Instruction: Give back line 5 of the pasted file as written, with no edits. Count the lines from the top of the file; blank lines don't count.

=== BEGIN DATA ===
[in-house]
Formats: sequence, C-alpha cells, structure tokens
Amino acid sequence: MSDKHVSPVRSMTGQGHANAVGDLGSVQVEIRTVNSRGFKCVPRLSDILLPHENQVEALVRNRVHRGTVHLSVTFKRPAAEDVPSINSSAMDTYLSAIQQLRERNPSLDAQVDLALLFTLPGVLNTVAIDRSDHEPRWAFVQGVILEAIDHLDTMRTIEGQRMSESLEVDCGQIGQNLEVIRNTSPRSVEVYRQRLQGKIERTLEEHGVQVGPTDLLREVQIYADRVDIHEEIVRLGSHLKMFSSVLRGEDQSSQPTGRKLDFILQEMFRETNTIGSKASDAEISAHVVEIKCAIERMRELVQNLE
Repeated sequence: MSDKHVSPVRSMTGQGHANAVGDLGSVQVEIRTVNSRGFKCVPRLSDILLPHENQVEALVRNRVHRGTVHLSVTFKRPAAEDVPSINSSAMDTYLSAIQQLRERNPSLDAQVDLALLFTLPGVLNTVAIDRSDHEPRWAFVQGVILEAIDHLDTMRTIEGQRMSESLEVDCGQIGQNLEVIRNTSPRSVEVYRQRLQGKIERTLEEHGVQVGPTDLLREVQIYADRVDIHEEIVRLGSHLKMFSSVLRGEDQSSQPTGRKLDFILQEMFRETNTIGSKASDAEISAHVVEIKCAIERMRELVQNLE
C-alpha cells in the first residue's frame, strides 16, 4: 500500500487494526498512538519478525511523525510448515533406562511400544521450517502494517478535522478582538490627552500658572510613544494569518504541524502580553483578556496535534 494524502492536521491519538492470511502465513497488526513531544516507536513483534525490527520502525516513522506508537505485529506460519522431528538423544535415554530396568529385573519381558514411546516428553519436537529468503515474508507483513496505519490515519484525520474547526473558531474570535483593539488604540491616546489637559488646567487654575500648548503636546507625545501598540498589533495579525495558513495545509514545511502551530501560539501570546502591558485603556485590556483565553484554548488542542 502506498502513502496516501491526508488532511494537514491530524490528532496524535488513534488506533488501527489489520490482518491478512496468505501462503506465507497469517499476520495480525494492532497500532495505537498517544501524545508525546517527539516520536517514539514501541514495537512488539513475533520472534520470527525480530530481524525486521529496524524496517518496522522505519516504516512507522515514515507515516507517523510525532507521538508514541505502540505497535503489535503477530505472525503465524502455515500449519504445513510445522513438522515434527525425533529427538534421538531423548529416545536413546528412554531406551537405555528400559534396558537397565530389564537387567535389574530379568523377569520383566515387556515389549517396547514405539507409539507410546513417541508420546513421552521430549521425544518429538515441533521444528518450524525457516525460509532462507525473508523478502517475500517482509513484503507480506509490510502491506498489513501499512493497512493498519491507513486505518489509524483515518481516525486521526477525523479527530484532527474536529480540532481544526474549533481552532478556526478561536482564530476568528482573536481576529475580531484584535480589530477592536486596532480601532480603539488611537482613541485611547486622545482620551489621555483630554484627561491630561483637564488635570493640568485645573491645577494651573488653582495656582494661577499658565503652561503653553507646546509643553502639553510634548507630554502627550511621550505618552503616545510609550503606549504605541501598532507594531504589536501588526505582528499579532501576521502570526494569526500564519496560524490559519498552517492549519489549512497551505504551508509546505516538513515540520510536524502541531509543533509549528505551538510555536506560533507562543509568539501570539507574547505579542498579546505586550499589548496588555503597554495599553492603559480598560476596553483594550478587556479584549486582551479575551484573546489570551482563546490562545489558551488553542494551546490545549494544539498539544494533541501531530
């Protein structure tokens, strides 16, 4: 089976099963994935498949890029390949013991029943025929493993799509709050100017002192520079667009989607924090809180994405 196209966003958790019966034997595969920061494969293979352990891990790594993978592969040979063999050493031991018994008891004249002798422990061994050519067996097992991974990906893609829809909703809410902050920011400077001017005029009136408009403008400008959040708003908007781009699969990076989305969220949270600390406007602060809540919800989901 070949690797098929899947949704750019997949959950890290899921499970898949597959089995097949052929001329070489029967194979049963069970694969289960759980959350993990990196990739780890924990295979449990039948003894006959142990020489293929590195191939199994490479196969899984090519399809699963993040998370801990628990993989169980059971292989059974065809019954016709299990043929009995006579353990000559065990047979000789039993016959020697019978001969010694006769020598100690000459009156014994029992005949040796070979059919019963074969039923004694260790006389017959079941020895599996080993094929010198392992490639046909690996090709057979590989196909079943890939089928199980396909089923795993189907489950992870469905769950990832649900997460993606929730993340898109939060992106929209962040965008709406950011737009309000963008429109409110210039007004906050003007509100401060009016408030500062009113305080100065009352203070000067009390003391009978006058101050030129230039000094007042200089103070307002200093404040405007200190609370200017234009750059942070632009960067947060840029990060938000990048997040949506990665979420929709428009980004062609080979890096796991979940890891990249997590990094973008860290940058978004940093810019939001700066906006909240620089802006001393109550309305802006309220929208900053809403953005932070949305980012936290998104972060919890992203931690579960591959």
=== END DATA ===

C-alpha cells in the first residue's frame, strides 16, 4: 500500500487494526498512538519478525511523525510448515533406562511400544521450517502494517478535522478582538490627552500658572510613544494569518504541524502580553483578556496535534 494524502492536521491519538492470511502465513497488526513531544516507536513483534525490527520502525516513522506508537505485529506460519522431528538423544535415554530396568529385573519381558514411546516428553519436537529468503515474508507483513496505519490515519484525520474547526473558531474570535483593539488604540491616546489637559488646567487654575500648548503636546507625545501598540498589533495579525495558513495545509514545511502551530501560539501570546502591558485603556485590556483565553484554548488542542 502506498502513502496516501491526508488532511494537514491530524490528532496524535488513534488506533488501527489489520490482518491478512496468505501462503506465507497469517499476520495480525494492532497500532495505537498517544501524545508525546517527539516520536517514539514501541514495537512488539513475533520472534520470527525480530530481524525486521529496524524496517518496522522505519516504516512507522515514515507515516507517523510525532507521538508514541505502540505497535503489535503477530505472525503465524502455515500449519504445513510445522513438522515434527525425533529427538534421538531423548529416545536413546528412554531406551537405555528400559534396558537397565530389564537387567535389574530379568523377569520383566515387556515389549517396547514405539507409539507410546513417541508420546513421552521430549521425544518429538515441533521444528518450524525457516525460509532462507525473508523478502517475500517482509513484503507480506509490510502491506498489513501499512493497512493498519491507513486505518489509524483515518481516525486521526477525523479527530484532527474536529480540532481544526474549533481552532478556526478561536482564530476568528482573536481576529475580531484584535480589530477592536486596532480601532480603539488611537482613541485611547486622545482620551489621555483630554484627561491630561483637564488635570493640568485645573491645577494651573488653582495656582494661577499658565503652561503653553507646546509643553502639553510634548507630554502627550511621550505618552503616545510609550503606549504605541501598532507594531504589536501588526505582528499579532501576521502570526494569526500564519496560524490559519498552517492549519489549512497551505504551508509546505516538513515540520510536524502541531509543533509549528505551538510555536506560533507562543509568539501570539507574547505579542498579546505586550499589548496588555503597554495599553492603559480598560476596553483594550478587556479584549486582551479575551484573546489570551482563546490562545489558551488553542494551546490545549494544539498539544494533541501531530